Migrational findings:

  • urban economies both attract and homegrow artists
  • artists move between and within cities, and between cities and rural areas at relatively high rates (per the 2010 NEA “Creative Placemaking” panel, this migration is also generational)
  • educational institutions and cultural organizations skew spatial distributions
  • artists’ decisions are thought-out and deeply researched
  • where: toward denser cities, transitional neighborhoods
  • why: art schools, performance and exhibition spaces, affordable live/work and studio space, training institutions, artists’ centers, and amenities (nightlife, recreational)
  • how: ratio of men to women is higher, more apt to rent than own, whiter than their workforce as a whole, and highly educated as a group; while they might be poor, they can live in households with very high incomes

Markusen’s findings jibe with Florida’s regarding artists’ intermetropolitan, intraurban, socioeconomic characteristics, though the relationship to high-tech is unclear and his emphasis on agglomeration (1) overlooks precise locations and (2) inspires urban megaprojects, a la the Bilbao Effect.

Her research finds artists use smaller spaces, some permanent and some temporary for their work more than any one given institution. There are three artist-centric spaces, all incubators, spaces for exchange and debate. Creativity is not a zero-sum game.

“…this nurturing of artists may strengthen regional and neighborhood economies in ways that magnify their contribution to equity, stability, and diversity. Such spaces are a relatively underappreciated element in the urban economy and deserve to be studied and appreciated” (1935).

  • artists’ centers: offer conversations, classes, mentoring, shared workspace and tools, and where exhibits, readings, and performances take place; involve dedicated space that is available for ongoing visits, where membership and access to many events is available to all comers, and where other artistic functions are available on a more selective, often openly competitive basis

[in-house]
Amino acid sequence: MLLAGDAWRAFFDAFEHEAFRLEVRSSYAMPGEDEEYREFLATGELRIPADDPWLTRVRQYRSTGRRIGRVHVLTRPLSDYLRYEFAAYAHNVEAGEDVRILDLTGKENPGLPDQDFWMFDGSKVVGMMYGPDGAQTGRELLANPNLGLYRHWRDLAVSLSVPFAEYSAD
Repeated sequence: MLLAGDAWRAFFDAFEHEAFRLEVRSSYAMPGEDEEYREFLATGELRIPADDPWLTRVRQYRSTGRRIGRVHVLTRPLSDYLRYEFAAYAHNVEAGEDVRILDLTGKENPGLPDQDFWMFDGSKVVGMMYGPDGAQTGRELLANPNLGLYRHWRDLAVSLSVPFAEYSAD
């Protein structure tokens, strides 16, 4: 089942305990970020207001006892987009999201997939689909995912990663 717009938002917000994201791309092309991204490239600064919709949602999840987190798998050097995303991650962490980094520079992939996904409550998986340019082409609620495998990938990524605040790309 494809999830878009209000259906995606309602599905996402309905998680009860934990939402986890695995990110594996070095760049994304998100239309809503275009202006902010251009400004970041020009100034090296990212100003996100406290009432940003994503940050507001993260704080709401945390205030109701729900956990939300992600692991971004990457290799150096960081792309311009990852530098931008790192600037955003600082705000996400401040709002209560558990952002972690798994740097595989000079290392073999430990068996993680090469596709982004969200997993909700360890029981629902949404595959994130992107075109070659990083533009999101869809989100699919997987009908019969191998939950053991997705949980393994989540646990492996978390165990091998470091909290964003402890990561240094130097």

• artists’ live/work and studio buildings: conversion of former industrial buildings converted into artists’ studios or live/work units; initiators of transformations are often artists themselves; conversions involve tax credits, city loans, and land or building write-downs
  • smaller scale performing arts venues: these provide the opportunities for an important segment of artists to learn their craft and network; for the “real time” enterprises that can’t be installed, stored, etc.; are often adaptively reused buildings

Artists, though linked with gentrification, are generally diametrically opposed, politically, to conservative development efforts. “But for the most part, artists are adamant in their support for more decentralized, neighborhood-based theaters, galleries, and other artist-centered spaces” (1936). Artists are social actors, not gentrifiers.

Conclusions: be more nuanced. (1) Major downtown projects aren’t the best approach. (2) Really look at who’s bringing in the money. (3) And if it’s the artistic community, then there are different approaches.

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Filed under Annotated Bibliographies, Cultural Economy, Minor Field, Research Fields